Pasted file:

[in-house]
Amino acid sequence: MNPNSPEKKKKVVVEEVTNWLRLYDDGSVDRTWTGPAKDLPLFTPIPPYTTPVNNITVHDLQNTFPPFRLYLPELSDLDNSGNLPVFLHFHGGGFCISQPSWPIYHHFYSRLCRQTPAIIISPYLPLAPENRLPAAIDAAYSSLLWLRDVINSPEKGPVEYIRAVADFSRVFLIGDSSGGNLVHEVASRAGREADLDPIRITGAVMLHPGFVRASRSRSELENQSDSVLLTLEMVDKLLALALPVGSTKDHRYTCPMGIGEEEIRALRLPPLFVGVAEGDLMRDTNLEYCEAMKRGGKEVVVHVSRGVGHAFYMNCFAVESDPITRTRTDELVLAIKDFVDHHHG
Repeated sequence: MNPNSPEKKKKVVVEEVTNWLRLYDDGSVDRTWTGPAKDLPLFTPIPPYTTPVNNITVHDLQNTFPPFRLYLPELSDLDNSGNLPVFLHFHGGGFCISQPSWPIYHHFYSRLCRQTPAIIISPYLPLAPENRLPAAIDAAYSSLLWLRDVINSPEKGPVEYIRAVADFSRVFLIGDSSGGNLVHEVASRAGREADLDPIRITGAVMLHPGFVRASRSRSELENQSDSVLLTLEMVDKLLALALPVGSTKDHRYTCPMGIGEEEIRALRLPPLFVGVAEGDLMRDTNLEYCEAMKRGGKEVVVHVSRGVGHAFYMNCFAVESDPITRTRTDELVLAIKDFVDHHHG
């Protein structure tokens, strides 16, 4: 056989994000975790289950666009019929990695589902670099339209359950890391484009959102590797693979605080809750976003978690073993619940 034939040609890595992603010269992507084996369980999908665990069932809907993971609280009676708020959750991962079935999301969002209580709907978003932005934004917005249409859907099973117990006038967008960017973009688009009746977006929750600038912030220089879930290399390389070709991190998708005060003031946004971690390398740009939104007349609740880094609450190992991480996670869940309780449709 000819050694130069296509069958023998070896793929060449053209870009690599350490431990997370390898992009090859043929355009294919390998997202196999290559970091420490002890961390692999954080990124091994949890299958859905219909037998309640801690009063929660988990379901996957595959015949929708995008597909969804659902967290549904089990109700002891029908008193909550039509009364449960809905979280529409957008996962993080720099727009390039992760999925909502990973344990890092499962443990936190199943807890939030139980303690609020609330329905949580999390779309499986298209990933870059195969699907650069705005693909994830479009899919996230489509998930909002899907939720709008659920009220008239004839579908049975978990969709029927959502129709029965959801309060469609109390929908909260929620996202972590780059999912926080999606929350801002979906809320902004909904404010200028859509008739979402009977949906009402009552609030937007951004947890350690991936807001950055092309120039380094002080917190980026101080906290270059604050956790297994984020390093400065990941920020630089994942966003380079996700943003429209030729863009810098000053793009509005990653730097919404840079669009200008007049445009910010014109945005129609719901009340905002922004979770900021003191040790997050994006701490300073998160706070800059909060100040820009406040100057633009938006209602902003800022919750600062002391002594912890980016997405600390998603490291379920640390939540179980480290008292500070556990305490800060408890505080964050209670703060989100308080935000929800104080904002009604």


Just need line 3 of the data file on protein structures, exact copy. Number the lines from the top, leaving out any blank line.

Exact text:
Repeated sequence: MNPNSPEKKKKVVVEEVTNWLRLYDDGSVDRTWTGPAKDLPLFTPIPPYTTPVNNITVHDLQNTFPPFRLYLPELSDLDNSGNLPVFLHFHGGGFCISQPSWPIYHHFYSRLCRQTPAIIISPYLPLAPENRLPAAIDAAYSSLLWLRDVINSPEKGPVEYIRAVADFSRVFLIGDSSGGNLVHEVASRAGREADLDPIRITGAVMLHPGFVRASRSRSELENQSDSVLLTLEMVDKLLALALPVGSTKDHRYTCPMGIGEEEIRALRLPPLFVGVAEGDLMRDTNLEYCEAMKRGGKEVVVHVSRGVGHAFYMNCFAVESDPITRTRTDELVLAIKDFVDHHHG